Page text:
So as you can see, I already do a lot of things right. But it's clearly not enough. Time to take frugality to the next level. In my next post, I'll write about all the things I still do wrong, and publicly admit my major addiction.

Sunday, March 11, 2012

Pitching to the Universe

Every now and then I read a book which illuminates something so clearly for me, I can't imagine how I didn't understand it before. It's that moment when all the pieces fall into place, and I slap myself in the forehead and yell, "Of course! I get it now." There have been a few books like that for me (A Return to Love by Marianne Williamson, and Simple Abundance by Sarah Ban Breathnach are two of them) but this time the book is called Leveraging the Universe by Mike Dooley and in it he provides the missing puzzle piece (for me) to the Law of Attraction.

Now, I've been reading about the Law of Attraction for close to 20 years but have never managed to make any real changes in my life. I've used positive thinking, and written down affirmations, and made gratitude lists, and created vision boards, and practiced feng shui, and none of it ever really made much of a difference. I've been stuck in the same crappy job for 16 years, been living in the same tiny house for 20, and still apparently haven't learned a damn thing about attracting a healthy relationship. Obviously there was something I wasn't getting.

Well, yeah. According to Mike Dooley, the missing ingredient was me. It's all well and good to trust in the Universe to create abundance in our lives, but first we have to make contact, by doing what we can, with what we have, from where we are. We have to engage the magic, start the ball rolling. We have to take a baby step in the direction of our dreams. Then and only then will the Universe move to do its part, and kick in a string of inspiration and synchronicities and right-people-at-the-right-time coinkydinks to keep things flowing along.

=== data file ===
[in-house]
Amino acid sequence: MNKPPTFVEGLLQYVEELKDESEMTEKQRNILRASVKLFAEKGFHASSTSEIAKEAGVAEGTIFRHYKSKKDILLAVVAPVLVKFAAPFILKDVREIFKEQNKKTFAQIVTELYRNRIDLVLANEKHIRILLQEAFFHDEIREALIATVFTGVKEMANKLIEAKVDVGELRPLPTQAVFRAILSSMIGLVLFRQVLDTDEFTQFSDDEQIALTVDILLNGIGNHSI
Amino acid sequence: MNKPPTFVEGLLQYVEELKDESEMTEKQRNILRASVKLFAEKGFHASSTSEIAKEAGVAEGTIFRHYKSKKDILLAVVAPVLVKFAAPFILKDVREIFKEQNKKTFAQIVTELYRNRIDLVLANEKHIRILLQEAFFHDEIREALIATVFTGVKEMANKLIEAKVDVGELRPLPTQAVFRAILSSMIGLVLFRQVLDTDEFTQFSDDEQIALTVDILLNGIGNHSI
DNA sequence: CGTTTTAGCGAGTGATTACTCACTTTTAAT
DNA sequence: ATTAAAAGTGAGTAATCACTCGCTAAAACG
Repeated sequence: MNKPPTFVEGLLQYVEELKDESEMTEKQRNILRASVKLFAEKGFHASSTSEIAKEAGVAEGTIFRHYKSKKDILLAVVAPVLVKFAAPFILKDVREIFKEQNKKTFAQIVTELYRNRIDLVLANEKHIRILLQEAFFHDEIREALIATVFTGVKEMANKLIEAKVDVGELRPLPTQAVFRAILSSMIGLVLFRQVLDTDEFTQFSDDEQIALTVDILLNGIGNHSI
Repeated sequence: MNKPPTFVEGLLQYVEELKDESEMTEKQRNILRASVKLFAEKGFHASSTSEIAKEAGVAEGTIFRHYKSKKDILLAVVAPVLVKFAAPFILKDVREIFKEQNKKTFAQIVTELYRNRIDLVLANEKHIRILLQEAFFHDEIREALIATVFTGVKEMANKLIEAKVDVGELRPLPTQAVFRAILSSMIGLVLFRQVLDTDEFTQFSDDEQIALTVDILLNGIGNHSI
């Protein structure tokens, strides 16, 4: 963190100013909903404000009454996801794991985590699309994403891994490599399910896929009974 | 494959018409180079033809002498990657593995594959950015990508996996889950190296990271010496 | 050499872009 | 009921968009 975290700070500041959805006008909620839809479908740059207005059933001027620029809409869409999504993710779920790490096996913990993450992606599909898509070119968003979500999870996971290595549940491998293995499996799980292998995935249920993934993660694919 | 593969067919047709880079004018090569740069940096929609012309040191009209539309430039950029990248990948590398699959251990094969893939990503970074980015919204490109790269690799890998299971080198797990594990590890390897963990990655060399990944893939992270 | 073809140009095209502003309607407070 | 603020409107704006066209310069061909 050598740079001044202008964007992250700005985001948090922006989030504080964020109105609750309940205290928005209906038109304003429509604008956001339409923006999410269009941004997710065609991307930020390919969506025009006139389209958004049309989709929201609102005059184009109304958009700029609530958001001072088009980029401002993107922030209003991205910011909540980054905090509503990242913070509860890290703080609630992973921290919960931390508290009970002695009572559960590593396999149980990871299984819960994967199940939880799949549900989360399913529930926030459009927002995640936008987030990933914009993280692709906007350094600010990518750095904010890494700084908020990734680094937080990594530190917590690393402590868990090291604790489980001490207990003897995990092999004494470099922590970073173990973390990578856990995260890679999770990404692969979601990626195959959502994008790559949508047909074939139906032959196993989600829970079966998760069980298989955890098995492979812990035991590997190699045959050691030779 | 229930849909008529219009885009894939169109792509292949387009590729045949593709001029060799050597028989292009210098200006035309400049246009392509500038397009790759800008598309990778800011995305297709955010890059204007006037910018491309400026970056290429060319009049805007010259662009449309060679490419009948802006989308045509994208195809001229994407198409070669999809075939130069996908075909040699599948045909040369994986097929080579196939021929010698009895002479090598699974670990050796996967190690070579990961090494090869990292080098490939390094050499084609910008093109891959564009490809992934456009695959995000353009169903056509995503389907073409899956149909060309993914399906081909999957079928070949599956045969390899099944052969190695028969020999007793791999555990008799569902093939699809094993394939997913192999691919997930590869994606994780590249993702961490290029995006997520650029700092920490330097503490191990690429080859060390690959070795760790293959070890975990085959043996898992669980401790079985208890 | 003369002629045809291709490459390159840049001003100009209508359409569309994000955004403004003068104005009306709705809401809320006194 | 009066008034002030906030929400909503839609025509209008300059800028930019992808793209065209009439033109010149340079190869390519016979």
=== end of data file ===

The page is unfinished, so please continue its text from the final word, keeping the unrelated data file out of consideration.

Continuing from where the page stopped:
When I look back at the last 20 years, I realize I've done almost nothing different, all the while praying for my life to change. Well you know what they say: if you keep doing what you've always done, you'll keep getting what you've always got.

Time to do something different! 

About two-and-a-half years ago, I became aware of the Institute for Integrative Nutrition, a New York-based holistic nutrition school. This was right around the time I discovered the primal/paleo movement and got serious about changing the way I eat. I loved the school's approach because they incorporate spiritual nourishment as a vital part of a whole, healthy lifestyle--an approach with which I very much agree. I attended a webinar and pored over their website and knew the school was a perfect fit for me. I knew that being a health coach would be an ideal career for me, combining my passion for healthy living with blogging, teaching and counseling. And then.....I did nothing.

All the doubts and fears started creeping in: "It's too expensive." "What if I can't get any clients?" "There's no market for that kind of thing here." And so and so forth. I defaulted to the same script that's been running in my head my whole life: "I can't ______ because ______"

Ely was all for it. He encouraged me to enroll and offered to take money out of his 401k to pay for the tuition. But I had already managed to talk myself out of it. Besides I was afraid to borrow from his 401k. Afraid, afraid, afraid. Looking back, I can see so clearly how fear has ruled my entire life.

I was entangled in what Mike Dooley calls "the cursed hows"--worrying about how it's all going to work out. How will we pay back the money, and how will I get clients, and how will I advertise.....I thought I had to figure it all out ahead of time.